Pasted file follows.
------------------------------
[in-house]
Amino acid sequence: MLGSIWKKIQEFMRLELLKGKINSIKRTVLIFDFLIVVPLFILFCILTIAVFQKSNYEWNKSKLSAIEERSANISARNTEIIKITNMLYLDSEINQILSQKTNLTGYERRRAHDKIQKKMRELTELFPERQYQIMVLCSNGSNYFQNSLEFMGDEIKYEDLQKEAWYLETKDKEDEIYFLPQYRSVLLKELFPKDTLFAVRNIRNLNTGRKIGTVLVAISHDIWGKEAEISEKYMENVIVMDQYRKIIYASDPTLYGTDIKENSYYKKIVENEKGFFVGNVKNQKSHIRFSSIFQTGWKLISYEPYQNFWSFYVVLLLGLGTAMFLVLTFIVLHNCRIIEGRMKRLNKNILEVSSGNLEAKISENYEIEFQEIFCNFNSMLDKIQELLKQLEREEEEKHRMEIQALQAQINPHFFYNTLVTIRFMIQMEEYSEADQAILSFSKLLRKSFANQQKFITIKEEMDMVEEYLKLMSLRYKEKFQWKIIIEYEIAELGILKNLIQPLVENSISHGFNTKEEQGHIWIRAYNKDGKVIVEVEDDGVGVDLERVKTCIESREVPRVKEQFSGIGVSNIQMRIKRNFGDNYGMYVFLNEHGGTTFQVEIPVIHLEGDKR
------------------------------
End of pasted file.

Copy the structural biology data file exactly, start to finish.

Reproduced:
[in-house]
Amino acid sequence: MLGSIWKKIQEFMRLELLKGKINSIKRTVLIFDFLIVVPLFILFCILTIAVFQKSNYEWNKSKLSAIEERSANISARNTEIIKITNMLYLDSEINQILSQKTNLTGYERRRAHDKIQKKMRELTELFPERQYQIMVLCSNGSNYFQNSLEFMGDEIKYEDLQKEAWYLETKDKEDEIYFLPQYRSVLLKELFPKDTLFAVRNIRNLNTGRKIGTVLVAISHDIWGKEAEISEKYMENVIVMDQYRKIIYASDPTLYGTDIKENSYYKKIVENEKGFFVGNVKNQKSHIRFSSIFQTGWKLISYEPYQNFWSFYVVLLLGLGTAMFLVLTFIVLHNCRIIEGRMKRLNKNILEVSSGNLEAKISENYEIEFQEIFCNFNSMLDKIQELLKQLEREEEEKHRMEIQALQAQINPHFFYNTLVTIRFMIQMEEYSEADQAILSFSKLLRKSFANQQKFITIKEEMDMVEEYLKLMSLRYKEKFQWKIIIEYEIAELGILKNLIQPLVENSISHGFNTKEEQGHIWIRAYNKDGKVIVEVEDDGVGVDLERVKTCIESREVPRVKEQFSGIGVSNIQMRIKRNFGDNYGMYVFLNEHGGTTFQVEIPVIHLEGDKR